If we want a system of private health insurance to survive, we need to figure out how to create products and services that actually advantage the consumer - informed services that help them make better choices about their benefits. We must give consumers the control they want over their decisions and support them with technology.
At Humana, we start with a set of core principals that underlie all of our products and services. First, choice. People want choice - they feel and act differently about what they actively choose than they do about something they've been forced to accept. Second, transparency. We can't give people more choice without giving them the information they need to manage their choices. Third, independence. People don't want health plans interfering with decisions about their healthcare.
From Rhetoric to Reality
Making good on the promise of consumerism will mean adopting a whole new operating model. It will mean flipping the lens through which the business is run from "what we manage" - information platforms, business segments, markets - to "what consumers require to be successful," across a detailed spectrum of consumer touch points, processes, preferences and needs.
Making good on the promise of consumerism means building disciplined R&D systems for recruiting consumer intelligence into the ways products and services are designed and managed; it means innovating from the outside-in to create true value for the consumer; and it means developing effective feedback mechanisms that use a multi-faceted view of consumer experiences as a source of performance improvement and ongoing insight into how to create consumer advantage.
A Boost from Technology
Underlying it all must be a sophisticated infrastructure of information and decision support technology that makes the shift in control over health financing manageable and enables consumers to maximize the value of their benefits. Here are a few ways that technology can help consumers take advantage of the increased choice and responsibility of consumerism.
- Wizards. Based on consumer research, Humana has developed a plan "wizard" that guides consumers through configuring a plan based on their personal preferences along basic dimensions of benefit design. Along the way, it educates consumers about how their benefits are built and creates a significantly higher degree of transparency into the value the benefits deliver. Innovative benefit designs are accompanied by tools that help consumers calculate their best deal. These can be enhanced with clinical information about consumer healthcare needs based on age, sex, stage of life and known health history to help them plan their care and manage its financing.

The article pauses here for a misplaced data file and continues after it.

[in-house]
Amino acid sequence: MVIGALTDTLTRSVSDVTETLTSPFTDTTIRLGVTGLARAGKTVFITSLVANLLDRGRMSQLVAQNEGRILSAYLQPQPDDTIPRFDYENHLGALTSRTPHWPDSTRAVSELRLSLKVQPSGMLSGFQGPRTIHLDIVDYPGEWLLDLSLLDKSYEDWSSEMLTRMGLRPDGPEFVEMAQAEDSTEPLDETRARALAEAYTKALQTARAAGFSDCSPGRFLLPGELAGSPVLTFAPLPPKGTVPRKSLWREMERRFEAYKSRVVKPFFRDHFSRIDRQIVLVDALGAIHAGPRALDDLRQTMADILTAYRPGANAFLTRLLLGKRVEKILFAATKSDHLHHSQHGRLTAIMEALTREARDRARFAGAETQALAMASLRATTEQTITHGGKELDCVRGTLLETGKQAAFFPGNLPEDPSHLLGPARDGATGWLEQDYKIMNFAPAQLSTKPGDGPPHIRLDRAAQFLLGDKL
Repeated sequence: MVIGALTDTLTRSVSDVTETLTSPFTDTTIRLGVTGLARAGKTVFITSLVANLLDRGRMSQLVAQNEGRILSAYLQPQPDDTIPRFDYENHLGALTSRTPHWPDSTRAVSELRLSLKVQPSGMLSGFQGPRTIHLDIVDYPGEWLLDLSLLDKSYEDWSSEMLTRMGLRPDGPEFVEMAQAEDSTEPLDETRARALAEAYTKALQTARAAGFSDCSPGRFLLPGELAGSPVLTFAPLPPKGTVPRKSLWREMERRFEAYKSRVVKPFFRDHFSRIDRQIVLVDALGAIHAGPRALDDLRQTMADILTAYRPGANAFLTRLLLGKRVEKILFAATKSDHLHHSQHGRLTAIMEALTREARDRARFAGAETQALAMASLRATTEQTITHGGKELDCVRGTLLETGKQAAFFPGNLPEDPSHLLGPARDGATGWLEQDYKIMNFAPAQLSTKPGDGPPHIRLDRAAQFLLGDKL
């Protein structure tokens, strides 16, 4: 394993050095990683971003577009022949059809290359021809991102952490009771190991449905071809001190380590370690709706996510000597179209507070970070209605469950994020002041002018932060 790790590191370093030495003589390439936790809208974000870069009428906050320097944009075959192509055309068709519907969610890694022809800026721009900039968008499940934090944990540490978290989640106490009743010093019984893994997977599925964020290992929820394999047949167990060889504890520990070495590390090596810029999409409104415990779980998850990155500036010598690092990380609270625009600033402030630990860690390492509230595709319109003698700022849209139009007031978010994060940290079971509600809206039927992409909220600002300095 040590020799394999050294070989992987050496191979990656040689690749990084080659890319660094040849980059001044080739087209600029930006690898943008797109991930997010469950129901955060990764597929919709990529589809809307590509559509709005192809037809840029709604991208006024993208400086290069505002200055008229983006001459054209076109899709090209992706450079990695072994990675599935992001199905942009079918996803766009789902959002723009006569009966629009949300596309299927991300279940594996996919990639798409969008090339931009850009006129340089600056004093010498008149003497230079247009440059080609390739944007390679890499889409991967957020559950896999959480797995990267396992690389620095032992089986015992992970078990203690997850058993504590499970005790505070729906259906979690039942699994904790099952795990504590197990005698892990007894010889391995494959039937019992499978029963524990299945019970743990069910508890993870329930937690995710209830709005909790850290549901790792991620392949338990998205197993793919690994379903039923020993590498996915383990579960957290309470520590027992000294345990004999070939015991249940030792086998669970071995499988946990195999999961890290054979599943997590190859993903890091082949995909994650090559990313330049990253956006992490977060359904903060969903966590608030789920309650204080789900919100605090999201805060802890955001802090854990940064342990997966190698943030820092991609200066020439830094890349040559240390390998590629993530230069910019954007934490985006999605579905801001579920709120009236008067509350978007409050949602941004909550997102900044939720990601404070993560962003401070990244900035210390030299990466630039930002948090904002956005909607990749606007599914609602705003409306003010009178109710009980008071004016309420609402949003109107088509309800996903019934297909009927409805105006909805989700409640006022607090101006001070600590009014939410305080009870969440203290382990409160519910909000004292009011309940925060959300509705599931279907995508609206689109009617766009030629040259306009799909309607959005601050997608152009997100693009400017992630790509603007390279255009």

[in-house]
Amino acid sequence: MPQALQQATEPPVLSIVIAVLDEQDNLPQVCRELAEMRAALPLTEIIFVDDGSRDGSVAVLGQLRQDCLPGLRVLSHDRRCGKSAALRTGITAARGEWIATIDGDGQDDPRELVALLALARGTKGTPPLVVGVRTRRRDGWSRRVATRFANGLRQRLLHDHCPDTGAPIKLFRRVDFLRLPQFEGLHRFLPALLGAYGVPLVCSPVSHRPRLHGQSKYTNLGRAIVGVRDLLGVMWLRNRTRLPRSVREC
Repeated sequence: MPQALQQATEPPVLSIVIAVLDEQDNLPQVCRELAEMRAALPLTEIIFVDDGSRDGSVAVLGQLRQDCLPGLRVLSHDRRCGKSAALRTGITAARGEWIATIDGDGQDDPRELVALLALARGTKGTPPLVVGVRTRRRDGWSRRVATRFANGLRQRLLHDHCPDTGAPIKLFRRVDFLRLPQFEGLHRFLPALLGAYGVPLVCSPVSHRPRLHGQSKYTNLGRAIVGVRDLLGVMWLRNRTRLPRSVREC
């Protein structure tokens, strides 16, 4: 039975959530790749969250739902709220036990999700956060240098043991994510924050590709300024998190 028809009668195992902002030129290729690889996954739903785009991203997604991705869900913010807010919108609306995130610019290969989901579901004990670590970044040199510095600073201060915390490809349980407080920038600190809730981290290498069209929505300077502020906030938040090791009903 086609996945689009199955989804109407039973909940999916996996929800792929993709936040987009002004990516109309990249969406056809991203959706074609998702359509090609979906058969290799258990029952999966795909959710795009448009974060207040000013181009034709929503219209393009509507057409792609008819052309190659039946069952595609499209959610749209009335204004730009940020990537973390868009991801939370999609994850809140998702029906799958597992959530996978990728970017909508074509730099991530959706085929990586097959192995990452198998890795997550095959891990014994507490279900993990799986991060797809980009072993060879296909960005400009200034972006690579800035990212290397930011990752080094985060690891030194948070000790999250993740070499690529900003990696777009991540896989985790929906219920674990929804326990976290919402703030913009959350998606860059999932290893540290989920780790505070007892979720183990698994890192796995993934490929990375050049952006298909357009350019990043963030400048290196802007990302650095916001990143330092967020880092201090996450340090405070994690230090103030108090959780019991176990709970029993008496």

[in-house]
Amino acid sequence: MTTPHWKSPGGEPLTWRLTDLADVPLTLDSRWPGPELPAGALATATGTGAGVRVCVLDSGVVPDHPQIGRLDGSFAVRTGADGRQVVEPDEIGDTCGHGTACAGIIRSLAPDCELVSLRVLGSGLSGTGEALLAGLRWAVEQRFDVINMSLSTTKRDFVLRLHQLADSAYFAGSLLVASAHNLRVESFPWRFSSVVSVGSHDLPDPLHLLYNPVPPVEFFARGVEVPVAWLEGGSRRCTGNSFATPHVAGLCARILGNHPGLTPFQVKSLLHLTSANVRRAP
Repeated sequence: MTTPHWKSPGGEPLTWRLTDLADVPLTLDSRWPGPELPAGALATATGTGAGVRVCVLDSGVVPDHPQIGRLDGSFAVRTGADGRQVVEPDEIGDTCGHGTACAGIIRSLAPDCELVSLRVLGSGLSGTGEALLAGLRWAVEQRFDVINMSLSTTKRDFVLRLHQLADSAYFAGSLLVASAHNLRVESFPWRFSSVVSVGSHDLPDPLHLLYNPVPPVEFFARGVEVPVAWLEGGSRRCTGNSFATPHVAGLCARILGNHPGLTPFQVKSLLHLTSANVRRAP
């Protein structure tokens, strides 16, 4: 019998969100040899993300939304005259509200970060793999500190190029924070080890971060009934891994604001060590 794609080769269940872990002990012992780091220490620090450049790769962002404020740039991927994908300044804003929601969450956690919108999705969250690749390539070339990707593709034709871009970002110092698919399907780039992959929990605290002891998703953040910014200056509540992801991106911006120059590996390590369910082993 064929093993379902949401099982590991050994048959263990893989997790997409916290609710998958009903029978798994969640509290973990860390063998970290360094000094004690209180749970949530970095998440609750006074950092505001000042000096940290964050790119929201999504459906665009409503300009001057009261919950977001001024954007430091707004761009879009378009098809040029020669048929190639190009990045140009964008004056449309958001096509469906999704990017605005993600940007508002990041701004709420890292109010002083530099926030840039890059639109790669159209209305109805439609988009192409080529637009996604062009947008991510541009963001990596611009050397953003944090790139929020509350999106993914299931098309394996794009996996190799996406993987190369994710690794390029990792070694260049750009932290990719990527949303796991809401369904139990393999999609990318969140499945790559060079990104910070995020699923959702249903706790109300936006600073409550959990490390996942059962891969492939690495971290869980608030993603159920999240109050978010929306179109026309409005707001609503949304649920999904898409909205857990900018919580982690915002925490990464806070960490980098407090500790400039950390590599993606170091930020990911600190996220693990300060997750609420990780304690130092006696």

- Online information and decision support. We deliver tools that democratize medical knowledge, making it available to anyone, on demand, and that helps individuals weigh the costs and benefits of alternate treatment paths or select where to get their care.
- Predictive modeling and high-touch/high-tech guidance. Advanced analytics enable Humana to identify individuals most likely to be helped by clinical programs and services. The technology creates a platform for delivery of a distinctly humanized Personal Nurse service that helps people take action that will improve their health and manage their care.
The End Is Our Beginning
A strong, persistent focus on the consumer is central to performance improvement and has been shown, across virtually every industry, to increase profitability, competitiveness, brand identity and long-term customer loyalty.
Granted, redesigning our businesses to drive real value to consumers is no small undertaking. But we don't have a choice. Only with a heightened strategic focus on data accuracy and management, as well as the highly personalized provisioning of information to consumers, will we be able to create real value for end-users - and in so doing manage to scratch ourselves off the endangered species list.
Louisville-based Humana ($4.7 billion in assets) offers health insurance coverage and related services to employer groups, government-sponsored plans and individuals.